Aspen exhibit to focus on history of Utes
The Aspen Times
Aspen CO Colorado
ASPEN – Today, locating more than a handful of Native Americans living and working in Aspen could prove difficult.
But long before the silver prospectors, settlers, industrialists, war veterans, ski-resort pioneers, hippies, real estate developers and Wall Street survivors arrived, the land upon which the city of Aspen sits, and the Roaring Fork Valley in general, served the needs of the Utes.
The tribe’s name can be found throughout the city at places like the gear and clothing shop Ute Mountaineer, the Ute City Restaurant – even Ute Place, a “beautifully landscaped subdivision,” according to a real estate brochure. However, starting June 12, the tribe itself and its colorful but often troubled past will be the subject of a serious exhibit and special programs being put together by the Aspen Historical Society.
“Seasons of the Nuche: Transitions of the Ute People” will cover a lengthy period of the tribe’s history, from the years before the Utes made contact with Spanish explorers in the late 16th century all the way up to today. The exhibit replaces “Out of Your Mind, Body and Spirit: Voices of Aspen, 1975,” which ended last month at the society’s Wheeler/Stallard Museum.
“It’s going to be a little bit of a step up for us,” said Lisa Hancock, curator of collections for the historical society. She explained that the exhibit will mark the first time the museum has relied on loaned artifacts from outside sources, including the Denver Museum of Nature and Science, the Museum of Northwest Colorado in Craig, the Denver Public Library and other facilities.
“We’ve even hired a consulting curator to help us through it,” Hancock said. “It’s basically a topic that we’ve been wanting to talk about for a long time. And now we’re finally feeling like we’re capable of doing it well, so it’s time for us to do it.”
For many centuries – until the U.S. government and westward expansion combined to force them into reservations in the late 19th century – the Utes were a loosely allied, nomadic, hunter-gatherer tribe stretching across much of eastern Utah and western Colorado and parts of New Mexico and Wyoming.
Made up of many different bands, they shared a common language and similar skill sets. Their heritage remains intact today, with more than 10,000 descendants living on or near three different reservations based in southwestern Colorado and northeastern Utah.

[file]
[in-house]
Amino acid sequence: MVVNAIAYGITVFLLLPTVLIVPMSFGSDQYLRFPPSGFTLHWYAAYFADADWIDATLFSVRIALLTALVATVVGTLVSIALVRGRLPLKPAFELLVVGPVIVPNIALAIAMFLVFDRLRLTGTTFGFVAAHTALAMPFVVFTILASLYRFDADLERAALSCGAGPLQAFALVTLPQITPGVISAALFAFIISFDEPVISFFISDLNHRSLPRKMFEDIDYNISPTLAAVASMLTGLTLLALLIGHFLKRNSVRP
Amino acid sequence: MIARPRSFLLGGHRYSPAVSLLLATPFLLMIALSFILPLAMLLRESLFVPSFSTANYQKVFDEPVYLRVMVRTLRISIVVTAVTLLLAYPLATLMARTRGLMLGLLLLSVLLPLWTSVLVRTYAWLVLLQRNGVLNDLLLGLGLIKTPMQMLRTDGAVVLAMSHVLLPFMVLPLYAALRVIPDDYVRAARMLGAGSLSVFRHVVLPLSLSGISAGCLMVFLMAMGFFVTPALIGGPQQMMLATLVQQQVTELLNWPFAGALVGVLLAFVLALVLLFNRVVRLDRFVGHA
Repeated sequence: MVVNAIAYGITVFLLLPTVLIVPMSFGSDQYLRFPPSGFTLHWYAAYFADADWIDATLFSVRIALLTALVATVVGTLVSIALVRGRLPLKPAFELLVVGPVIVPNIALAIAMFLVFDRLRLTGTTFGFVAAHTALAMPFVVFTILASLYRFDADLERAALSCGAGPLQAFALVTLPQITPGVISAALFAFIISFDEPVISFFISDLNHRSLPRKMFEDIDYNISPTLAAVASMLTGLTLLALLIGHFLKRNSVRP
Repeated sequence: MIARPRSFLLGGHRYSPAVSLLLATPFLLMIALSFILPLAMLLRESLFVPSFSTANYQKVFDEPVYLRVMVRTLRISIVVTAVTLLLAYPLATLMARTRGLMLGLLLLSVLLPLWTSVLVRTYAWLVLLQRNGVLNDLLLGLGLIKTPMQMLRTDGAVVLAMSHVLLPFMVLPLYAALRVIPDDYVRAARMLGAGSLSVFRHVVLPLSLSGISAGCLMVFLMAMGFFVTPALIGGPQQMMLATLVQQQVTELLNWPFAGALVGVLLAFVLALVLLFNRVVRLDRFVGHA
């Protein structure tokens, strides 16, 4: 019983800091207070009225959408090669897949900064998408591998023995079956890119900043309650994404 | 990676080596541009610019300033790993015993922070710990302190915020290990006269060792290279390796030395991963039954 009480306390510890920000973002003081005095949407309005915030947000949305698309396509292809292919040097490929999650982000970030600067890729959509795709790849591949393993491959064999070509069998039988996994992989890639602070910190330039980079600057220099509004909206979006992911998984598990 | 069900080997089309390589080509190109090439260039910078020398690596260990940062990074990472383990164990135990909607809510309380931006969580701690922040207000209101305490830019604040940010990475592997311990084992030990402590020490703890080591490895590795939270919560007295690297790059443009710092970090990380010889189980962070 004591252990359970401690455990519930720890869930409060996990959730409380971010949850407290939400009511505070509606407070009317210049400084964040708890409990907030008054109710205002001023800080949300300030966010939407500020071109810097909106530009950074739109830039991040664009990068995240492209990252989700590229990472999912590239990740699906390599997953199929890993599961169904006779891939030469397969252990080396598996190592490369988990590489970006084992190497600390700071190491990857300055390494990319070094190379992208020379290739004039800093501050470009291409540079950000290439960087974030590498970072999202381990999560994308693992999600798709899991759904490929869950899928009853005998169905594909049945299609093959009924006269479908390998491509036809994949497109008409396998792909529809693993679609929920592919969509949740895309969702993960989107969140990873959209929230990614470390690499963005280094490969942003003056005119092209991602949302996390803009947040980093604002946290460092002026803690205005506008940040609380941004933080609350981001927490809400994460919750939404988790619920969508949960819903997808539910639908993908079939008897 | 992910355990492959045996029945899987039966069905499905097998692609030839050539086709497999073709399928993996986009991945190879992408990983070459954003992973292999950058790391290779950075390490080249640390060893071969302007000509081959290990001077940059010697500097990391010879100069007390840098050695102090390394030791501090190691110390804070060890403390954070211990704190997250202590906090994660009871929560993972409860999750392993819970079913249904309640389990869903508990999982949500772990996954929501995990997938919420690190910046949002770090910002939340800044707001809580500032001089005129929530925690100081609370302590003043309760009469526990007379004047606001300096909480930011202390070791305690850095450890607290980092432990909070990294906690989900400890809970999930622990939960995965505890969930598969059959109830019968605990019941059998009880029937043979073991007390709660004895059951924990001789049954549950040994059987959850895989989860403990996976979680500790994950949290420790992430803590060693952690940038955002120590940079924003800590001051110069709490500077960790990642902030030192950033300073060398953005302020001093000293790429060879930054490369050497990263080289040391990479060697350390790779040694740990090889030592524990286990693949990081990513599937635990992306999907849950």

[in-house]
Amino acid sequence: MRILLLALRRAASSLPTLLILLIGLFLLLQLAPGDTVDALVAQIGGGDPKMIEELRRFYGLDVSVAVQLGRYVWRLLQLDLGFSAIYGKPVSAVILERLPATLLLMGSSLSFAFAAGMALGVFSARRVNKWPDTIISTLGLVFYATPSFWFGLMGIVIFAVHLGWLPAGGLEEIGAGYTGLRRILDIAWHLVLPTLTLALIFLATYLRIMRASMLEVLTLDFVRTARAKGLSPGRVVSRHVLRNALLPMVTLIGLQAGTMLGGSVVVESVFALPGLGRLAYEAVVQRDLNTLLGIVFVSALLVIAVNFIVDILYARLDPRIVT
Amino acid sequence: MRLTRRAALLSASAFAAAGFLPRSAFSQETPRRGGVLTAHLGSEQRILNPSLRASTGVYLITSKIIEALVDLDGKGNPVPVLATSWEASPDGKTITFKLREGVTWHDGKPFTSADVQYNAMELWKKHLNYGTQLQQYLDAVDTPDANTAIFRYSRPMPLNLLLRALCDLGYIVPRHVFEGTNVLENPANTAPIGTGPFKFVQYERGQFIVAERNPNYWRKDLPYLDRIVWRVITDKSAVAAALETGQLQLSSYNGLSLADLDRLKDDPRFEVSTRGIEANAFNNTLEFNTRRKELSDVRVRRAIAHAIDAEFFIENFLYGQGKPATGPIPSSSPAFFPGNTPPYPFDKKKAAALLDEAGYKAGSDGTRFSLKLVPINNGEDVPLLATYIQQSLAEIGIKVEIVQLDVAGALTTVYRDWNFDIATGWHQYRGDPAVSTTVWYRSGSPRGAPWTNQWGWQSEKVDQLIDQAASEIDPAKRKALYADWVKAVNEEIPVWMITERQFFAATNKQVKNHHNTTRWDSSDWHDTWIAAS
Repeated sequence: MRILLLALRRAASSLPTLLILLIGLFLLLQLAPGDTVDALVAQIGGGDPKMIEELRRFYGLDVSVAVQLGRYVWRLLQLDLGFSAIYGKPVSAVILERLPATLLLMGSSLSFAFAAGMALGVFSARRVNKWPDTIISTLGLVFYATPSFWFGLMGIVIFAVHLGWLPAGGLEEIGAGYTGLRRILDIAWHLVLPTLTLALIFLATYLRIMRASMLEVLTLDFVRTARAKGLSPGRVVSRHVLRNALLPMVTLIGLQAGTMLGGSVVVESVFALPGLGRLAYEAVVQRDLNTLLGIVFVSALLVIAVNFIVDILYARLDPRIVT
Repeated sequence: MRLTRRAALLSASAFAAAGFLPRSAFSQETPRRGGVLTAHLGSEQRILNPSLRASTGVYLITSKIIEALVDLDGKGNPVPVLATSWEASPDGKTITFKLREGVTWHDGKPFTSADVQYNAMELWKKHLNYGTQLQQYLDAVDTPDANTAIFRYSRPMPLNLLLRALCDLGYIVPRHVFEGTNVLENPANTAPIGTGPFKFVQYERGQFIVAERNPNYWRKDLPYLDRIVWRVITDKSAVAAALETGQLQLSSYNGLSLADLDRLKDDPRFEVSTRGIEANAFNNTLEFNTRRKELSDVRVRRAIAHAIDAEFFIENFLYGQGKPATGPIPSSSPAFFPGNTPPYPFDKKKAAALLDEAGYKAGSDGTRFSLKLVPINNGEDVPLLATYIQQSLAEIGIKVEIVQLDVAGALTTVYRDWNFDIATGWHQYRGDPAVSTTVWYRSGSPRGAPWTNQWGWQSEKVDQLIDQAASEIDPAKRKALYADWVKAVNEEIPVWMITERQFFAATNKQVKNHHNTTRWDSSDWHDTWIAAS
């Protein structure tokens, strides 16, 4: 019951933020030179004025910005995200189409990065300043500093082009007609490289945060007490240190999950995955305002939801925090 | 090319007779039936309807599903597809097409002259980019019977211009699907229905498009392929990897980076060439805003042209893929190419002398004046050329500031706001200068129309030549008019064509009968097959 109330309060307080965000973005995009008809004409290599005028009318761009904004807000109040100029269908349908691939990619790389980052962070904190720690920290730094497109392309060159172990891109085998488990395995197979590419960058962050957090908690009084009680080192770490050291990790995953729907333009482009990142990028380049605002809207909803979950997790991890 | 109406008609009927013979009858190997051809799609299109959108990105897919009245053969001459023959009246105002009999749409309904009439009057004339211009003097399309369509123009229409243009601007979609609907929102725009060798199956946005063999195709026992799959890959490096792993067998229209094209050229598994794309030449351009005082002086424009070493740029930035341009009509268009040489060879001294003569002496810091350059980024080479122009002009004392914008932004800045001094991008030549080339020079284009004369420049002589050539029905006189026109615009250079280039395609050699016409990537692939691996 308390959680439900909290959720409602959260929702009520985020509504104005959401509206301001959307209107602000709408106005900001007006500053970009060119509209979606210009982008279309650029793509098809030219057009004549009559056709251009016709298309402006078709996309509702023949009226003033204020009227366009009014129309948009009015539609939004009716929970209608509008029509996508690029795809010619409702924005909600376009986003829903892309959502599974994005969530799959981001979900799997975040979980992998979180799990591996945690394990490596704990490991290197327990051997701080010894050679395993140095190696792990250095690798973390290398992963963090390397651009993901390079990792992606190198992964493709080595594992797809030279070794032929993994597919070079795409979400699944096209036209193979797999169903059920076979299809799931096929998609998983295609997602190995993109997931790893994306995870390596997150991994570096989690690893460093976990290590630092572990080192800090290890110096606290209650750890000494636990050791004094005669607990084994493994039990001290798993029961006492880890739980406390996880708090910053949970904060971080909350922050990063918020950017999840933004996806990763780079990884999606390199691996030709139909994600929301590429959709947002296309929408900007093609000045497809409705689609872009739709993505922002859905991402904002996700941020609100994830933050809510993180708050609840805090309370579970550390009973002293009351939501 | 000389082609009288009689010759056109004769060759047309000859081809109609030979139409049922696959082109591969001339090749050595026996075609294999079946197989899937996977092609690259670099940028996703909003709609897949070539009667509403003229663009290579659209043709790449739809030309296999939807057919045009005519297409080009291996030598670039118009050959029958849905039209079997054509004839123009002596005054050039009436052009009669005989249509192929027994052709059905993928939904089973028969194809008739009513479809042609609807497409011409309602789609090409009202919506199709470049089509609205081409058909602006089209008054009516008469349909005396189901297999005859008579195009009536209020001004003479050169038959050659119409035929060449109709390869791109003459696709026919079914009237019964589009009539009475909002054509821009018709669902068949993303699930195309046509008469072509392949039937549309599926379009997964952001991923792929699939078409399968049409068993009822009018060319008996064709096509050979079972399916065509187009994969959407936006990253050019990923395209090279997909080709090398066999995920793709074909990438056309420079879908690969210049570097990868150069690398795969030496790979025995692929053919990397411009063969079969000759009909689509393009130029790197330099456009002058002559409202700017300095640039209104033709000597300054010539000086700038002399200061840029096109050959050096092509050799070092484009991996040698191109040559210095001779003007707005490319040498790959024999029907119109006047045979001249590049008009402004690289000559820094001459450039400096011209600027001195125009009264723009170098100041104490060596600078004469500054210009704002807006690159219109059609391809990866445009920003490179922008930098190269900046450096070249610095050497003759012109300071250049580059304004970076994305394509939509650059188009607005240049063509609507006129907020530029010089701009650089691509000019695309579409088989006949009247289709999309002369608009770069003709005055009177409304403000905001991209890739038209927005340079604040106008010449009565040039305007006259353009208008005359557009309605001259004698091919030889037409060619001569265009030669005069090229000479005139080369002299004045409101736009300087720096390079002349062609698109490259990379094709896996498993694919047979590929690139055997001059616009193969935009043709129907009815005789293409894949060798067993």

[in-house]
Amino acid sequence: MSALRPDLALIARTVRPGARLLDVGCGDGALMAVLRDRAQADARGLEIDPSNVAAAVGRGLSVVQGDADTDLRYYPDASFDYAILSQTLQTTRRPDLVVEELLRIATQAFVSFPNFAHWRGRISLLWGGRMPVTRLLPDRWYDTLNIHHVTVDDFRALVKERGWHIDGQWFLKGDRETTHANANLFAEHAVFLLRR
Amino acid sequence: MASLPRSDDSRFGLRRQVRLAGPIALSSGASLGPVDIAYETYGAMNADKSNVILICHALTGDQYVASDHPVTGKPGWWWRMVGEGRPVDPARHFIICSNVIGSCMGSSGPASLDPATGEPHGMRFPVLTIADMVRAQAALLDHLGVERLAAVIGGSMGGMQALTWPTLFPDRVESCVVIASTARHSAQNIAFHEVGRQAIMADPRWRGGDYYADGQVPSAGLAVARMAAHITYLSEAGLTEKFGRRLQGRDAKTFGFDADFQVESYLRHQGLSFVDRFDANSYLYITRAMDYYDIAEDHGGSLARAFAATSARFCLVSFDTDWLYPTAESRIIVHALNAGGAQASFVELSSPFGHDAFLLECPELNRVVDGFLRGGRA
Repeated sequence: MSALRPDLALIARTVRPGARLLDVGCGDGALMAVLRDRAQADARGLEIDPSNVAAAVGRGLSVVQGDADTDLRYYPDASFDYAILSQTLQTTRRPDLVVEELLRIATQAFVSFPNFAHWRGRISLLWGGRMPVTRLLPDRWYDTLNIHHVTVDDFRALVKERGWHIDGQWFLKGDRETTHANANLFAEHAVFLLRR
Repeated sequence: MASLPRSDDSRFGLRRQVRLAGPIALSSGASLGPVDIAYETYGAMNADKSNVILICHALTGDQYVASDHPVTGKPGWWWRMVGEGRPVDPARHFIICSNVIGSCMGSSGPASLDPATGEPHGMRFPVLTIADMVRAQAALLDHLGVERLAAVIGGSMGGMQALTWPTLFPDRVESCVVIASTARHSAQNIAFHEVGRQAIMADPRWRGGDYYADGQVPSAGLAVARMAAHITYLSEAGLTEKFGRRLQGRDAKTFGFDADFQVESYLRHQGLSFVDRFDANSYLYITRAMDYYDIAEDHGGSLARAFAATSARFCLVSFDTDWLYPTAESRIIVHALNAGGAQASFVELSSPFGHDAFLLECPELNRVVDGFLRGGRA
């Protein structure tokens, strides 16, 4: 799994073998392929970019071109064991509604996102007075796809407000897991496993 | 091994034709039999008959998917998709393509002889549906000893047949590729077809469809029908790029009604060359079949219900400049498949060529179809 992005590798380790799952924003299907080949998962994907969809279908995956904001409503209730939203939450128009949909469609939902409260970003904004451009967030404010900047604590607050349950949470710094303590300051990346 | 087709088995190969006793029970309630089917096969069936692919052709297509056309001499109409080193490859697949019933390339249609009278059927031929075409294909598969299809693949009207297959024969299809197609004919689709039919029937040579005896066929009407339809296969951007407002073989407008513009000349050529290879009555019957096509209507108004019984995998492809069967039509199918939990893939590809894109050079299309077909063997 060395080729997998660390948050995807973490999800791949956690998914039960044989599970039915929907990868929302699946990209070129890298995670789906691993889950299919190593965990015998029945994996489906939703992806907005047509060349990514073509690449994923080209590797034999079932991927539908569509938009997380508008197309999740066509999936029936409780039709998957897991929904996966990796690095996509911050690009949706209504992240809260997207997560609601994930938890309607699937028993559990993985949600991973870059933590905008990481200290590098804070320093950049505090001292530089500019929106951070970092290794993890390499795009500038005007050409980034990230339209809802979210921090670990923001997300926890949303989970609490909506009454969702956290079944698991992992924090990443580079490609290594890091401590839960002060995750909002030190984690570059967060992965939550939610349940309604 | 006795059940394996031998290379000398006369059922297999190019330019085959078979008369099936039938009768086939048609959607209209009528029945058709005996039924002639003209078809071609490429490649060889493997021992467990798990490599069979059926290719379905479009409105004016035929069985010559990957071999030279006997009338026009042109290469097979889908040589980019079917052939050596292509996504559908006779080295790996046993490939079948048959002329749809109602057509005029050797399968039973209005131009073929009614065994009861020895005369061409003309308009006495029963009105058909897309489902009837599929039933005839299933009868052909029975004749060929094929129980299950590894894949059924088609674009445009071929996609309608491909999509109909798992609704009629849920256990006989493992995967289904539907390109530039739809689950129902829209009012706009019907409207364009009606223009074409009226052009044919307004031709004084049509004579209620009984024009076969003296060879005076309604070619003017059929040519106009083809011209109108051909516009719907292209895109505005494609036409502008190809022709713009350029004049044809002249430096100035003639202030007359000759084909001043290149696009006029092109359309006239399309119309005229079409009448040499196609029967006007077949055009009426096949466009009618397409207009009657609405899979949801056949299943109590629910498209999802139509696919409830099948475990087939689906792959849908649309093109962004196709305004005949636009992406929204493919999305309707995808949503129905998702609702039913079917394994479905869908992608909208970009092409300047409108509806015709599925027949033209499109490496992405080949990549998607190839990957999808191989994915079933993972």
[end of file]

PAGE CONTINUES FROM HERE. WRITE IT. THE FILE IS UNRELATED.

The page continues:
Miners began arriving in what is now Aspen during the winter of 1879 – despite Colorado Gov. Frederick Pitkin’s warning of a Ute uprising. The small community was first named Ute City and was renamed Aspen the following year.
But for hundreds of years before the late-19th century silver boom that would forever change the face of the area, a Ute band known as the Tabeguache used it as spring and summer hunting grounds. Hancock said the Tabeguache’s territory generally stretched from an area near Pike’s Peak to the Roaring Fork Valley.
Utah History to Go, a website operated by the state of Utah, briefly describes the band of Utes that roamed the area: “Dwelling in the high mountains of what is now central Colorado were the people known as the Taviwach or Tabeguache. Later they came to be called the Uncompahgre. They had few contacts with other tribes.”
The famous “Meeker Massacre” in late September 1879 led to the demise of the Utes in Colorado. In that incident, Nathan Meeker – a U.S. agent for the White River Indian Agency – some of his employees and several U.S. soldiers were killed by Utes following a period of tense relations between the Utes and Colorado settlers.
In the weeks that followed, the uprising was put down with the arrival of more soldiers. The next year, Congress passed the Ute Removal Act, and the Uncompahgre and other Ute bands in northern Colorado were sent to live on a previously established reservation in eastern Utah. Today, the Uintah and Ouray Reservation, which has its headquarters in Fort Duchesne, Utah, a small town located on U.S. Highway 40 between Roosevelt and Vernal, has the largest population of the three Ute reservations in Colorado and Utah.
Hancock said the historical society received assistance for the exhibit from reservation officials and the Ute Bulletin, a weekly newspaper in Fort Duchesne. She said the intent of the Aspen exhibit and the programs is to educate and not meant to make anyone feel guilty about the events that led to the removal of the Utes in northern Colorado or the U.S. treatment of Native Americans in general.
“Our theme sentence is, ‘The Ute people strive to retain their culture as they adapt and persevere in the American West.’ We talked about this sentence for about two months. You don’t want to paint the picture of what happened to them lightly, and yet you don’t want to paint the picture of their culture being only historic,” Hancock said.
More details about the upcoming exhibit and related programs will be released by the historical society in the weeks leading up to the June 12 start. The exhibit’s grand opening is scheduled for June 19.
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